Pattern: Based on several watch cap patterns
Yarn: Skacel Adagio (70% Baby Llama and 30% Silk) in color 6
Needles: number 6, double point
Began: September 2007. Completed: September 2007
Notes: I cast on 96 (probably too many) and did 2-2 ribbing for about 2 inches, continuing in plain knitting for about 3.5 inches. If I had made it 1 round shorter, I would have used exactly 1 ball. As it was, I needed to use a small amount from the second ball to finish. I divided the total into 8 sections and then decreased (k2tog) at the beginning of every 1/8 section every other round. I probably should have ended with 8 stitches rather than making one last round of decreases to 4 because the top has a little point on it. Since it is just for wearing in bed, I think Mr. DJ will be OK with it.
Note the strap from my tank top. It is far to warm for October 7!
Knits from a painter’s palette : modular masterpieces in handpainted yarn 9781933027067 by Maie Landra is great book for fans of Koigu yarn. I have only used this yarn once, and then for a simple scarf. It is very nice yarn. If you like a lot of color and if you like modular knitting, you would like this book. If you don’t like either of these, the book would not be for you. If you don’t like knitting big projects, this book also wouldn’t be for you, but you may like looking at the pictures.
I really like the book for the ideas and inspiration it gives me. I don’t know how many of the designs I would ever be interested in making, but it is very pretty book to look at. That also bring up a problem with the book–it has artistic pictures that do not necessarily show the garments very well.
The patterns include 2 shawls (lace, not modular knitting) and a few drop stitch items. However, the bulk of the book is modular knits, using squares, diamonds, triangles and hexagons. Most of the patterns are for garments, and many of the styles are fairly blocky. The square shape of many of the garments does not appeal to me (really wide sleeves drive me nuts), although in such soft wool, they may drape better than I am imagining.
I like the jazz cardigan, the patchwork vest (but not the pants pictured with it), and the mosaic jacket. There are a few other things that I also like, but not quite as well
The hexagon skirt reminds me too much of something my parents would have made for my mother in 1970s. It would have been made of fabric pieced together, rather than knitted, but I can’t imagine ever making it (not even if you ask nicely),
I am way behind on posting. I say this because I have several new finished objects I haven’t blogged about. I also have checked out a bunch of books so I am way behind on book reviews. But instead of blogging, I have been spending my time actually knitting (and doing a little spinning) and starting to mess with ravelry. (I am on as WKate but I think there are only 2 people that ever read this blog that are also on ravelry (since the other 2-4 readers aren’t on ravelry) already have me marked as a friend, probably no one needs to know this little fact.)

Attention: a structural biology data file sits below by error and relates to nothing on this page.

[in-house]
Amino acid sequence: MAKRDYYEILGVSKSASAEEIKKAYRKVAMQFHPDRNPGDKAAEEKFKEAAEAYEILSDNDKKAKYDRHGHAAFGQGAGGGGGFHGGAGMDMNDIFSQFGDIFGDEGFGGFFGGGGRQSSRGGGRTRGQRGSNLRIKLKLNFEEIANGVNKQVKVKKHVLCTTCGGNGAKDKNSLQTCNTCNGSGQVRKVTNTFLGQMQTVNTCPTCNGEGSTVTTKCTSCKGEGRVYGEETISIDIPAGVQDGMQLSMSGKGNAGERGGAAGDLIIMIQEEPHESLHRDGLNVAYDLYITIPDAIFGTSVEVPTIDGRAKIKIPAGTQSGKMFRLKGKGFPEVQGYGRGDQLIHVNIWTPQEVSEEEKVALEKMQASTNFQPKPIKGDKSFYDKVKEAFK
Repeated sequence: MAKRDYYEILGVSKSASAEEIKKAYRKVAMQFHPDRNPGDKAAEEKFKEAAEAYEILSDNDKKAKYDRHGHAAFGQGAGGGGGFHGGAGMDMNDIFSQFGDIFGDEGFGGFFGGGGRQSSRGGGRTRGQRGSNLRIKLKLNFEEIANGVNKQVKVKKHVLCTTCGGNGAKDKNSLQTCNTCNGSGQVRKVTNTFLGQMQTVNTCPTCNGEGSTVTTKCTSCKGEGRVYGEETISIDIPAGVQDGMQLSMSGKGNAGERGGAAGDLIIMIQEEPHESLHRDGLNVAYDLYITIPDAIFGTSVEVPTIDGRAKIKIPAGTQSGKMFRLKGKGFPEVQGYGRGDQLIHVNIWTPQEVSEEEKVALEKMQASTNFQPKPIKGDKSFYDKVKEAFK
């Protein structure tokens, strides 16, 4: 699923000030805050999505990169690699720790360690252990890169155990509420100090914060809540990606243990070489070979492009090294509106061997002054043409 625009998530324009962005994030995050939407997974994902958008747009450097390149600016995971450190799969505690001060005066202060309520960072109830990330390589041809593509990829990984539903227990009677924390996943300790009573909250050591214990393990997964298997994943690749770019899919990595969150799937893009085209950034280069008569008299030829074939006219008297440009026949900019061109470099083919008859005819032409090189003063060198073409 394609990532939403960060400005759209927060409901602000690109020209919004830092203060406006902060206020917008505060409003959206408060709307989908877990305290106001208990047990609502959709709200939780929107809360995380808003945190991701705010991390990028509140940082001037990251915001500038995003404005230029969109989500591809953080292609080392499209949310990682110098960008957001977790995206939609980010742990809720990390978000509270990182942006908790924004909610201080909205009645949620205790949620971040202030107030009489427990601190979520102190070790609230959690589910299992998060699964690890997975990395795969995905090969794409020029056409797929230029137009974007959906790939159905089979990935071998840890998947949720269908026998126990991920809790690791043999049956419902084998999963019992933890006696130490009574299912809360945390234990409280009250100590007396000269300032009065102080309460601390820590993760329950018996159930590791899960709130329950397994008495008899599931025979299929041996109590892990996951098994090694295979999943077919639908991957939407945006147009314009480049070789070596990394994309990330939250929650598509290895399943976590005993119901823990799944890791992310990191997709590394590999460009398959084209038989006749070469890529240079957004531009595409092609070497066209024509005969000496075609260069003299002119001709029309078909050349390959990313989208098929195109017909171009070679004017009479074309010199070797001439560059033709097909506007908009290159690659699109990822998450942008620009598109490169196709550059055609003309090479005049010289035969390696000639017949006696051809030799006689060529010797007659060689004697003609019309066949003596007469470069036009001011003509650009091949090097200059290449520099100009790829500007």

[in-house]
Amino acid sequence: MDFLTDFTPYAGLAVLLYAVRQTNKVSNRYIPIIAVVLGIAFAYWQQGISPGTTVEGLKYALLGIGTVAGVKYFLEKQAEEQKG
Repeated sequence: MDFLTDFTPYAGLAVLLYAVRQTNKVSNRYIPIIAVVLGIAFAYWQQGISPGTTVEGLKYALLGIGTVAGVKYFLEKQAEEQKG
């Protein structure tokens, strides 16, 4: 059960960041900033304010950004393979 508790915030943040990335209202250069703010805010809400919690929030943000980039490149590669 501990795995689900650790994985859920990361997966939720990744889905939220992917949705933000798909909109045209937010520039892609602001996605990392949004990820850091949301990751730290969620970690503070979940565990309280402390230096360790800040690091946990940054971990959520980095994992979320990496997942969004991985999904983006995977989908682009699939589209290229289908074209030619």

I got close to having DJ’s purse done by her birthday, but it needs a handle and a bunch of finishing work. It looks like it might be an I-cord handle, but I have already fulled the bag, so this will be more fun in the basement. Conveniently, the tornado siren went off when I planned to full the bag so I didn’t mind hanging out in the basement. It was just what I had scheduled for the early evening. (TH was more bored and kept going back to the kitchen and to the grill to finish making dinner.)
Scarves : a knitter’s dozen 9781893762237 contains 24 different patterns, by a variety of people. I have seen several of the basic patterns in other places, including the Buttonhole scarf (i.e. slit in one half allowing other half to pass through to hold it), Pocket scarf (i.e. pocket in the end) and Wavy scarves (i.e. short rows). The book says “the novelty is more often an unfamiliar technique than a fancy yarn” so there is somewhat less reliance on novelty yarns than in some scarf books I have seen. There are some designs I had not seen elsewhere (including two by Rick Mondragon, Do-be-do and Carmen). The trouble is, that most of the unique things in the book just don’t appeal to me. There are a couple of techniques that are a bit interesting, but even those don’t say “make me”. If you like making scarves or want to make another scarf, it would be worth flipping through the book to see if anything looks appealing. Everyone’s tastes vary so I can’t say you wouldn’t find things of interest. However, this book is not for me.